‘Is Complexity Mastery THE Top Skill for CPOs?’ Deloitte’s 2019 CPO Survey Asks as It Closes This Week

Let’s face it, the world has gotten a lot more complicated. Trump tariffs are popping up at the drop of a tweet. The Volatility Index hit 20 in May after being down to 12 in April. Middle East tensions are on the rise, and the Brexit spectacle is still a comedy/tragedy being written. China is chummying up with Russia and doing some saber rattling with threats of a rare earth supply quarantine. Regulations are not slowing globally, and consumers are also demanding increased scrutiny into the global supply chains that serve them.

Meanwhile, even as markets are at all-time highs, there’s emerging nervousness surrounding a potential recession in 2020 and how that might ripple up into supply chains with smaller and more financially sensitive suppliers. The market in turn is driving investors to push for stronger demand growth, especially growth that is resistant to pesky things like competition (Peter Thiel’s comment of “monopoly as a feature, not a bug” comes to mind). This in turn is driving powerful suppliers to become more so, but new disruptive digital business models and aggressive M&A activity create complex dynamics internally and also with your supply base (and customer base).

All these factors are forming “structural complexity” that generates headwinds and headaches for CPOs, but it also creates impetus for building resiliency, agility and intelligence that makes the value chain (and internal business functions such as procurement, IT, HR, etc.) able to weather these storms. Such complexity mastery can be used to their advantage!

This is especially the case with digitalization, where an exploding ecosystem of cloud-based digital solutions/services are helping to reduce/manage some degree of complexity while simultaneously also creating a bit of a digital disaster of fragmented systems, data, vendors and contracts. This also has an impact on talent management where companies want flexible and virtual workforces (that are digitally savvy too, of course), but they struggle with how to manage mixed and fragmenting talent channels within the contingent workforce, especially with old/fragmented technology currently in use.

So, CPOs and their stakeholders are having to overcome all this complexity while:

  • adding more value to external customers (especially in new digitally innovative ways)
  • aligning with internal customers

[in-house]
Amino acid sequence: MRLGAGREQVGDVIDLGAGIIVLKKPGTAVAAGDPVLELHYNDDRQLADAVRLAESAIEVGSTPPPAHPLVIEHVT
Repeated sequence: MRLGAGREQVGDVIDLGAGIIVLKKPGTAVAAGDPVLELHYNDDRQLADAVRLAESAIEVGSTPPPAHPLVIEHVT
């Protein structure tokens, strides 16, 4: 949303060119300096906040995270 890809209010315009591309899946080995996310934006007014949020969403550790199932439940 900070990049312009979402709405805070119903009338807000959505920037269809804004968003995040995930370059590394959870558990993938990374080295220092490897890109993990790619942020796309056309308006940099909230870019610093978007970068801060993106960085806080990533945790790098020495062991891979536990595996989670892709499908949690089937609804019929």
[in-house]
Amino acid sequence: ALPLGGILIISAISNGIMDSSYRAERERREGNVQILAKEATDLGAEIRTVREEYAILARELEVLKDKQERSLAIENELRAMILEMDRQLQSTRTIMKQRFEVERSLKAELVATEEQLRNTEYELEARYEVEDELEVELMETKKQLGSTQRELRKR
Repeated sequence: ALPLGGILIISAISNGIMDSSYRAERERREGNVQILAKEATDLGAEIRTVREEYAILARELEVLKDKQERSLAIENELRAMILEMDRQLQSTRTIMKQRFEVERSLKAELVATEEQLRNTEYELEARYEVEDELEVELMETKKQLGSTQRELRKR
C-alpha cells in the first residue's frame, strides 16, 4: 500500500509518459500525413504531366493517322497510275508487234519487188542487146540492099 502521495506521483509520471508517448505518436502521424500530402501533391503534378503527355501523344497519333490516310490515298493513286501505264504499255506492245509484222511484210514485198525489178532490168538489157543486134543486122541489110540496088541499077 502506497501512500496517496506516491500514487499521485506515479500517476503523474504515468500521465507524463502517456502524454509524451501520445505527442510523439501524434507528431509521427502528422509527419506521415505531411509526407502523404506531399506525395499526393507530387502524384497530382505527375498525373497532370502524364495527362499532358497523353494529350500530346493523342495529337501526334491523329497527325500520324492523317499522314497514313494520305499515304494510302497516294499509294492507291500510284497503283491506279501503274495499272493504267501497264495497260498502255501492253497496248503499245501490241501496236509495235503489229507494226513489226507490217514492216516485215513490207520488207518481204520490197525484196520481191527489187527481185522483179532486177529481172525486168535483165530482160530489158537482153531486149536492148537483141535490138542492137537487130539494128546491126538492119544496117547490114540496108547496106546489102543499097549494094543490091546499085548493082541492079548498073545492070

• extending that out to supplier partners
  • continuing to deliver hard-dollar value improvements, by the way!

These improvements go beyond traditional cost savings from competitive sourcing, but rather, emerge from a broader and more complex service portfolio. In other words, some internally generated complexity can be a good thing. One example of “good complexity” is the ability to execute differing procurement responsibility/influence models by category/region/business-unit rather than one-size-fits-all models — including “center-led” models. Doing so however in a scalable fashion requires an underlying configurable operating model and equally configurable technology platforms. Complexity is also inherent in large-scale transformation — and so is complexity management. For example, one Fortune 50 life science firm uses a supply chain center or excellence to coordinate the complexity of literally thousands of supply chain projects, including procurement.

CPOs who can do all this are “complexity masters.” They’ve found a way to eliminate and scalably manage bad complexity while also being able to handle such good complexity.

Yet, keep in mind that complexity isn’t binary, but rather, it’s a spectrum. Similarly, the capabilities that help master this complexity also fall on a spectrum. Both can be measured and help procurement leadership benchmark themselves in a “complexity adjusted” manner. Firms with higher structural complexity are at a disadvantage when they’re benchmarked against firms with lower complexity.

So, if higher complexity firms are actually performing better than lower complexity firms, how are they doing it? Wouldn’t it be good to know what they’re doing differently?

This is one of the primary goals of Deloitte’s new annual CPO study, which Spend Matters helped Deloitte design to support this complexity management theme (as well as themes around digital, talent and supply chain). It focuses on the complexity that CPOs and their teams are facing, and also examines their complexity management capabilities (especially digitally enabled ones), and their resulting performance. It also looks at plans in these areas so that CPOs can benchmark with each other and see who’s “voting with their dollars” on what areas.

Take the survey here. It will be open through Thursday. CPOs, or a designee such as a head of “Procurement Excellence,” who participate in the study will receive a more in-depth analysis and readout to compensate them for their time, but the primary CPO Research findings will be reported similarly to previous years. If any solution providers would like a copy of the more in-depth report, please have your qualified CPO contacts participate in the study (it takes roughly 30 to 45 minutes to complete) and those CPOs are then welcome to share those results with you.

I’m honored to participate in this effort and am hopeful that my 20 years of procurement benchmarking, research and technology experience can bring some fresh insights into this year’s edition of what has become the gold standard of CPO research studies.

If you have any questions on the study, please don’t hesitate to reach out to me this week. And stay tuned for more updates!

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